The fourth king, who had established the National Assembly in 1953, devolved all executive powers to a council of ministers elected by the people in 1998. He introduced a system of voting no confidence in the king, which empowered the parliament to remove the monarch. The National Constitution Committee in Thimphu started drafting the Constitution of the Kingdom of Bhutan in 2001. In 2005, the fourth king of Bhutan announced his decision to hand over the reins of his kingdom to his son Prince Jigme Khesar Namgyal Wangchuk. The coronation of the king was held in Thimphu at the refurbished Changlimithang Stadium and coincided with the centenary of the establishment of the House of Wangchuck. In 2008, this paved way for the transition from absolute monarchic rule to a parliamentary democratic constitutional monarchy, with Thimphu as the headquarters of the new government, with the national defined objective of achieving "Gross National Happiness" (GNH) concomitant with the growth of Gross National Product (GNP)
The city experiences a southwest monsoon-influenced Subtropical highland climate of a warm, temperate climate.
The southwest monsoon rainfall occurs during mid-June to September. Lightning and thunder often precedes rainfall in the region with cumulonimbus clouds and light showers dominating the weather. Continuous rainfall for several days occurs resulting in landslides and blockage of roads.
Cold winds, low temperatures at night, and moderate temperatures during the day, cloudiness, light showers and snowfall mark winter weather in this zone. Fog causes poor visibility, which poses a threat to vehicular traffic in the city. As spring approaches, the landscape is marked by violent winds and relatively dry and clear skies.
Thimphu experiences a wet season, which runs from May through September and a dry season that covers the remainder of the year.
The average temperature recorded during winter varies between 5–15 °C (41–59 °F) while in summer the variation is between 15–30 °C (59–86 °F).
The coldest average (minimum) temperature in January is −2.6 °C (27.3 °F) and the average highest temperature recorded during August is 25 °C (77 °F).
|Daily highs (°C)||12||14||16||20||23||24||19||25||23||18||14||11|
|Nightly lows (°C)||-3||1||4||7||13||15||13||16||15||10||5||-1|
Thimphu is situated in the constricted, linear valley of the Raidāk River, which is also known as the Thimphu River (Thimpu Chuu). While the surrounding hills are in an altitudinal range of 2,000–3,800 metres (6,600–12,500 ft) (warm temperate climate between 2,000–3,000 metres (6,600–9,800 ft) and cold temperate zone between 3,000–3,800 metres (9,800–12,500 ft)), the city itself has an altitude range varying between 2,248 metres (7,375 ft) and 2,648 metres (8,688 ft). It is these two variations in altitude and climate which determine the habitable zones and vegetation typology for the valley. The valley, however, is thinly-forested and is spread out to the north and west. At the southern end of the city, the Lungten Zampa bridge connects the east and west banks of the Wang Chuu which flows through the heart of city.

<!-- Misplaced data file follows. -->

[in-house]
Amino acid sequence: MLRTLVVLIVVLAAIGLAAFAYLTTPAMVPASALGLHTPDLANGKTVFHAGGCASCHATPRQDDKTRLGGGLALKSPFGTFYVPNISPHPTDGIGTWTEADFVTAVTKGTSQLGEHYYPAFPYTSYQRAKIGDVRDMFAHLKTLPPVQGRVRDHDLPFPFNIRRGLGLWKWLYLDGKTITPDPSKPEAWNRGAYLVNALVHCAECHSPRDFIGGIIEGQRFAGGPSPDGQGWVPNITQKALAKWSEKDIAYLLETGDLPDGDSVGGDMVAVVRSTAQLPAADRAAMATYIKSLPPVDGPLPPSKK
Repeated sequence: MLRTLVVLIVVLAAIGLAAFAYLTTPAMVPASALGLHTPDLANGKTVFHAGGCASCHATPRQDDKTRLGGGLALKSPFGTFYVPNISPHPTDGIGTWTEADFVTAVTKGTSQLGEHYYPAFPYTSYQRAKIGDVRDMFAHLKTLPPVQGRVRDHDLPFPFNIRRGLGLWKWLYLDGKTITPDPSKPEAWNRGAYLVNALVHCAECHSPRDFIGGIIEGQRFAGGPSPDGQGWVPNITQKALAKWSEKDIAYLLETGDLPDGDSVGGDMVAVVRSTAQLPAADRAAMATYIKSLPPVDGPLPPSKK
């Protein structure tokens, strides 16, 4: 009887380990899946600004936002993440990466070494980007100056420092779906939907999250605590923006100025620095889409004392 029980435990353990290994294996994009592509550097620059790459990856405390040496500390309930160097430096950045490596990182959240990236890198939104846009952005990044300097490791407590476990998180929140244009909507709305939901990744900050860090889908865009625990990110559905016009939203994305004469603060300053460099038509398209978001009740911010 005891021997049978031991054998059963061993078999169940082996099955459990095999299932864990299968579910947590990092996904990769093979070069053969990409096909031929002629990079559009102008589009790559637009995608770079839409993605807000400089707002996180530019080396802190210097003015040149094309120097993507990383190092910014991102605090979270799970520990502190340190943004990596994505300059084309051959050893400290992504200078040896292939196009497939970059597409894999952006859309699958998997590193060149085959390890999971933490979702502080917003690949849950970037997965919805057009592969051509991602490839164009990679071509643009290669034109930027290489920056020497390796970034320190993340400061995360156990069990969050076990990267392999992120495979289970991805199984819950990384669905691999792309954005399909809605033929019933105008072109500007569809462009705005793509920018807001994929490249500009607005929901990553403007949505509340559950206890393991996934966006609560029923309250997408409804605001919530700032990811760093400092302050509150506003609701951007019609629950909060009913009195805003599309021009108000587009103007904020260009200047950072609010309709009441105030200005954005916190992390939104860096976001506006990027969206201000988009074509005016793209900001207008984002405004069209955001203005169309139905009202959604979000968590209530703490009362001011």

Thimphu is the political and economic centre of Bhutan and the location of the central government. Agriculture and livestock contribute to 45% of the GNP. The use of hydropower plants to generate electricity has also substantially contributed to the economy. Tourism is also a contributor to the economy but its adoption is on a graduated scale maintaining a balance between development and modernization. India is its major trading partner with most of the electricity produced (90%) exported to India, with imports from India limited to 70%.
A morning market is held on the central square during weekends. These are the only days when the residents of Thimphu can buy fresh fruit and vegetables. The inhabitants rely on the supermarkets for other provisions throughout the week. The market also sells yak butter, cheese, wooden bowls and fabrics. A number of cheap souvenirs from Nepal are also sold at the market. Behind the open market, several shops sell Chinese and Bangladeshi crockery, appliances, shoes, silks and carpets. For many years merchants would come to the central square from all over Bhutan and market their goods and would sleep in the open air. However, in 1986, platforms were erected and in 1989 covered market halls were built over the platforms. A special building for meat products was constructed on the north side of the market. In 2006, the handicrafts section was moved to the new stalls on the other side of the new bridge, built in the traditional style in 2005.
Internet cafes in Thimphu are linked to broadband. Connections are swift, but quite expensive.
- Buddha Internet, Norzin Lam (diagonally across from Chopstick Restaurant). Has a large range of computers - excellent service - very fast connections.
- Hotel Norling, opposite the hotel reception room on the second floor - efficient and fast.
- JP Internet Cafe, Jojos Building - very professional.
- Go Go Internet Cafe, Lhaki Building (located in the building that houses the Bhutan Times offices), Hong Kong Market - remains open until around 11PM (the latest in town).